John O’Connell is Chief Executive of the Taxpayers’ Alliance
Complexity costs money. Just ask a small business owner wading through regulations, or a manufacturer busily working out ways to streamline processes.
It applies to tax systems, too. In the past, while we might have had a complex tax code we were able to outperform other economies with our better legal system, a more skilled workforce, and superior infrastructure.
But emerging economies across the world are strengthening their legal systems, investing in infrastructure, and improving education. That means our ever-more unwieldy and cumbersome tax code is becoming harder to ignore.
Simplifying taxes is politically difficult. It might not bring about the immediate gains sought by politicians facing an electorate keen for quick turnarounds. Unpicking complexity is itself complex. Civil servants in the Treasury are usually hostile to anything that reduces income on their dated static models.
Brexit also presents challenges – when doesn’t it? So politicians will be on the lookout for short-term measures that boost growth and productivity too, given that No Deal is now a likely outcome.
This morning the TaxPayers’ Alliance published a briefing note on the tax changes we think will help in a No Deal scenario. In the event of the UK leaving the EU without a withdrawal agreement, rather than spending more taxpayers’ money, fiscal policy should be targeted at enhancing growth, productivity and business confidence.
Popular reforms targeted at five key taxes could provide a timely confidence boost among both businesses and consumers. A package of strategic tax cuts would also sharpen incentives across the economy, enhancing investment, productivity and earnings – surely the number one long-term economic priority after a decade of barely-existent growth.
For instance, we recommend cutting the business rate multiplier to 40p or 30p, depending on whether one goes for a moderate or strong response. The threshold for Stamp Duty Land Tax should be increased, ideally to £1 million. It’s a wildly damaging tax that should eventually be abolished. The annual investment allowance for corporation tax should be increased from £1 million to £5 million and the rate cut immediately to match Ireland’s at 12.5 per cent. Air Passenger Duty should be halved immediately to enhance UK international competitiveness, and Income Tax could also be cut.
We think of it as a ‘peace package’ of tax cuts – measures that would cut tax on investment when a factory in Stoke invests more in plant and machinery, creating local jobs for Leave voters; that would cut business rates for Islington coffee shops to reduce the price of a frothy hot drink for a metropolitan Remainer.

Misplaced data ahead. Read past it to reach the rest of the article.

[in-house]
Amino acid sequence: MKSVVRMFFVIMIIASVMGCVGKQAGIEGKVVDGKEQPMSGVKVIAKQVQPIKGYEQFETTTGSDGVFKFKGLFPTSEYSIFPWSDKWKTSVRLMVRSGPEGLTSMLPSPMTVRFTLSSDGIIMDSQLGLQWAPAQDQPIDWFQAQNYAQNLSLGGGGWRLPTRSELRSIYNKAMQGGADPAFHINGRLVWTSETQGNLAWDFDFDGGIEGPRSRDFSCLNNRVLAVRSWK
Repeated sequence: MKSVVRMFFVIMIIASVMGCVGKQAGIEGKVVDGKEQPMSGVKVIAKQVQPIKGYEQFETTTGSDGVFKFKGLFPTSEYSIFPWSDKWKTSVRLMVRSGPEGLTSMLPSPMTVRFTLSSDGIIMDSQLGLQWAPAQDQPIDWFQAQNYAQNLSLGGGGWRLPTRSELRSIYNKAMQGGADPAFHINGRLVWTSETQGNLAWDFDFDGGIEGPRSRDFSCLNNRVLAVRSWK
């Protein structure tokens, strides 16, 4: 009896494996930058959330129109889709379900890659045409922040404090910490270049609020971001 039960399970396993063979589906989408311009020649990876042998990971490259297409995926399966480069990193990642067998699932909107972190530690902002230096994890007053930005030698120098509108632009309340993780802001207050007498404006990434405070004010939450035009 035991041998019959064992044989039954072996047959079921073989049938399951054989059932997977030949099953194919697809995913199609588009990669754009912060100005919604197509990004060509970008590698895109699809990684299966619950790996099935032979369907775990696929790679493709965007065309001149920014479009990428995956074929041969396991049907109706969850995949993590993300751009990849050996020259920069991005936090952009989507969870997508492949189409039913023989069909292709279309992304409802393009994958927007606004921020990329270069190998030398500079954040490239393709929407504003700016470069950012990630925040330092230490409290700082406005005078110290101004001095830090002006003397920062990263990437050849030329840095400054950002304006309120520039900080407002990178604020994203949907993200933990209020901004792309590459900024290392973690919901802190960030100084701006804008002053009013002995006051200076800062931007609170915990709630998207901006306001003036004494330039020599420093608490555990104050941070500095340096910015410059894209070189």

The Treasury mindset – helpfully perpetuated by the Institute for Fiscal Studies, the BBC and others – is that a package of changes like this will ‘cost’ money. If they mean less revenue in the short term for them, then yes, that’s true. But the language around tax cuts – ‘giveaways’ is another rage-inducer – tends to assume that the Government owns everyone’s money. They’re just occasionally kind enough to let us have a little of it.
Quite aside from the infuriatingly poor debate on the dynamic effects of tax changes, it’s important to stress that tax cuts of this kind would be good for growth and productivity, even if the computer’s static model says ‘no’ for year one. Stephen Herring, a former tax partner at BDO and a member of the TaxPayers’ Alliance Advisory Council, puts it best in the foreword for this paper, when he says we must target taxes that are “getting in the way of investment, earning, moving to take up new jobs or travelling to win export business and attracting tourists to the UK”.
So far, so good – if we must leave with No Deal, we go for growth. But if the Conservatives were to win the upcoming election, then reform and simplification should stay firmly on the table.
The TPA (along with the Institute of Directors) convened the 2020 Tax Commission back in 2012, and its final report, The Single Income Tax, is the most comprehensive piece of work done on tax reform by a centre-right body in the UK. The report argued for a much more modern tax system that raises £1 for every £3 in the broader economy. It recommends that taxes on capital and labour income disguised as business taxes should be abolished and replaced with a tax on distributed income, similar to the Estonian model, which usually scores at or near the top of competitiveness indices. The Commission proposed the abolition of transaction, wealth, and inheritance taxes too.
With this, eight taxes can be replaced with just one Single Income Tax (with built-in protections for groups such as pensioners), at a single, proportionate rate.
Tax changes should be anchored in a bigger picture of reducing the cost of complexity. In doing so, the UK would make itself far more competitive in a global economy that has many more big players operating within it. Whatever you think of Brexit, that has to be a prize worth fighting for.